Bottom line? It’s HIGHLY advisable to avoid the over-accumulation of PFAS for yourself and for your family. But how do you do that?
Making Your Water Safe to Drink
Gone are the days when you could assume that the drinking water that comes from your tap – or even the bottled water you pay for – is safe to consume.
Europe seems to be moving faster than the U.S. in banning these chemicals. To date, approximately 32 states are considering bills to restrict PFAS. But in my opinion, we can’t afford to wait for our government to make the necessary restrictions.
It takes a special kind of water filter to trap these “everywhere, forever” chemicals. Be wary of over-the-counter and portable water filters that may not have the capability to filter out these bad boys. A better option is a quality whole-house water filter.
When it comes to water and air— the basic, essential necessities for maintaining human life on Earth – we simply can’t deny the fact that these essentials remain in jeopardy. I’ve devoted my life to helping my fellow citizens mitigate air and waterborne toxins through consumer education and the use of reliable filtration technologies.
As a water quality expert and health practitioner, I’ve dedicated more than 35 years to designing affordable, effective water filtration systems that will remove the range of toxic contaminants found in your home water supply. It’s a combination of unique filtration components and filter media that creates maximum water contamination barriers.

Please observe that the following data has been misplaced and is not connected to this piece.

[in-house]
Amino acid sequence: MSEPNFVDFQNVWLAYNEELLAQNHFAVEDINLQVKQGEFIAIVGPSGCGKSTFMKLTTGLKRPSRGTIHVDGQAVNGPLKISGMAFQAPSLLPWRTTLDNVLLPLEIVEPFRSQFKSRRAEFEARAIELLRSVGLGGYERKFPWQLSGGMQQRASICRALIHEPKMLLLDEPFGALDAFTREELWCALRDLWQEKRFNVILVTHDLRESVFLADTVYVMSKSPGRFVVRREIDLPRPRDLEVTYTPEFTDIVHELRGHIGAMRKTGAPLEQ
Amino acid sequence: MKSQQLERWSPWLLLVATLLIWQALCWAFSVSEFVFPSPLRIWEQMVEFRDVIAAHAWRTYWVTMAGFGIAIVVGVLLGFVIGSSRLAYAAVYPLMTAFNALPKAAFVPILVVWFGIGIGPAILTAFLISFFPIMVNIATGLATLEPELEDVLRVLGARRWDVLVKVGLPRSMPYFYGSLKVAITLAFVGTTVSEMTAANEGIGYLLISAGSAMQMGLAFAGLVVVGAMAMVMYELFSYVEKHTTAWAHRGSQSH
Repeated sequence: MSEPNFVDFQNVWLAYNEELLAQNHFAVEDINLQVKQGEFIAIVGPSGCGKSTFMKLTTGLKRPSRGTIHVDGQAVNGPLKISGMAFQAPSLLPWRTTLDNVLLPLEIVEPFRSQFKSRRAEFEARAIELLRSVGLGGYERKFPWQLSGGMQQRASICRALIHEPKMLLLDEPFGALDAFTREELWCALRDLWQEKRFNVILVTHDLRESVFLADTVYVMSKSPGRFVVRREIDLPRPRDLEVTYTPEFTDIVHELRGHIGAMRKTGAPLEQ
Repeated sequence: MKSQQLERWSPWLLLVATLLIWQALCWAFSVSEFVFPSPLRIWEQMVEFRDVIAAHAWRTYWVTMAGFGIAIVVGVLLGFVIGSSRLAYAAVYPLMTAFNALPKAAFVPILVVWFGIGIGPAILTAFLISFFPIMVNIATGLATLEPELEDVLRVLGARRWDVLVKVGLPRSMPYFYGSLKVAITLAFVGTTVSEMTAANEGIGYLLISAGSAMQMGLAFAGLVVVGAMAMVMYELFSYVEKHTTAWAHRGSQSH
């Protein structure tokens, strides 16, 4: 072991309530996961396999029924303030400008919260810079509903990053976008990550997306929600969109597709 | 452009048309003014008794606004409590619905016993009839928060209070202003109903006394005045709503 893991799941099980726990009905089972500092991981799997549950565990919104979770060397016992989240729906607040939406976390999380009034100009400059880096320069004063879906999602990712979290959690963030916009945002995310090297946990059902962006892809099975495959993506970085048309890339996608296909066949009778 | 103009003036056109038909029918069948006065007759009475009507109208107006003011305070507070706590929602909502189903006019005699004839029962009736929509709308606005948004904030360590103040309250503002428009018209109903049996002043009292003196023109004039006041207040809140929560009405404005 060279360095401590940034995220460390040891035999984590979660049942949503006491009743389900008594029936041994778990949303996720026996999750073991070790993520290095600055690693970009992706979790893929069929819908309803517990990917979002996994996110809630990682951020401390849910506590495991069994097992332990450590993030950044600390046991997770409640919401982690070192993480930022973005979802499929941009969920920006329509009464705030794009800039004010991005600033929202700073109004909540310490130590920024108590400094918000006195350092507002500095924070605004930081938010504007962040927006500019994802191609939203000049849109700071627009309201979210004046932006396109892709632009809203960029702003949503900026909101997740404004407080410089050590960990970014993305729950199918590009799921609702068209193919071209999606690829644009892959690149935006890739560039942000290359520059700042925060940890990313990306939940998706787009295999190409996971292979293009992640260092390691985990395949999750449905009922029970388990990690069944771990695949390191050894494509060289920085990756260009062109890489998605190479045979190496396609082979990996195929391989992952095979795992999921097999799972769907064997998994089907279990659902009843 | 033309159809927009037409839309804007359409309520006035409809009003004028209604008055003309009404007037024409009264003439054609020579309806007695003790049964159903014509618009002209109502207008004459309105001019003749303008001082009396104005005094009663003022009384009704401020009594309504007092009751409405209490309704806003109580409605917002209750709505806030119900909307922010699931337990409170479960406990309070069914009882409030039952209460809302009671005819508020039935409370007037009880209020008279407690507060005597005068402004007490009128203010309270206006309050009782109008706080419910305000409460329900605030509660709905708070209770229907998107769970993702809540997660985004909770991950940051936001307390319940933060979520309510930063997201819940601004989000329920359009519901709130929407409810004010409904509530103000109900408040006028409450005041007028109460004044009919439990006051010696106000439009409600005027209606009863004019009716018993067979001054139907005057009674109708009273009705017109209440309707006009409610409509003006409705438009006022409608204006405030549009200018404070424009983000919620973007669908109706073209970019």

Our one and only goal at CWR Environmental is to help you protect your health, improve the quality of your life, and ensure your water is as clean as nature intended. Please contact me so that I may help you determine the water filtration system that is best for your family and home.
For A Complimentary Consultation:
“Fact Sheet PFOA & PFOS Drinking Water Health Advisories,” EPA 800-F-16-003, USEPA (Nov 2016). https://www.epa.gov/ground-water-and-drinking-water/drinking-water-health-advisories-pfoa-and-pfos
“Technical fact sheet – PFOS and PFOA,” EPA 505-F-17-001. USEPA (Nov 2017).
David Andrew, “Report: up to 110 million Americans could have PFAS-contaminated drinking water,” Environmental Working Group (May, 22 2018). https://www.ewg.org/research/report-110-million-americans-could-have-pfas-contaminated-drinking-water#.WxALu2nwazd
F. Coperchini, L. Croce, G. Ricci, et al., “Thyroid Disrupting Effects of Old and New Generation PFAS,” Laboratory for Endocrine Disruptors, Unit of Internal Medicine and Endocrinology, Istituti Clinici Scientifici Maugeri IRCCS, Pavia, Italy, Front, Endocrinol, Jan 19, 2021). Sec. Thyroid Endocrinology, https://doi.org/10.3389/fendo.2020.612320.
“PFAS in drinking water,” Michigan Department of Health and Human Services (Feb 2019). https://www.michigan.gov/documents/pfasresponse/PFAS_in_Drinking_Water_624844_7.pdf
“PFOA/PFOS in drinking water,” NSF website: http://www.nsf.org/consumer-resources/water-quality/drinking-water/perfluorooctanoic-acid-and-perfluorooctanesulfonic-acid-in-drinking-water
“A PSA on PFAS: How can you filter them from your drinking water?” Vestergaard; https://vestergaard.com/blogs/what-are-pfas/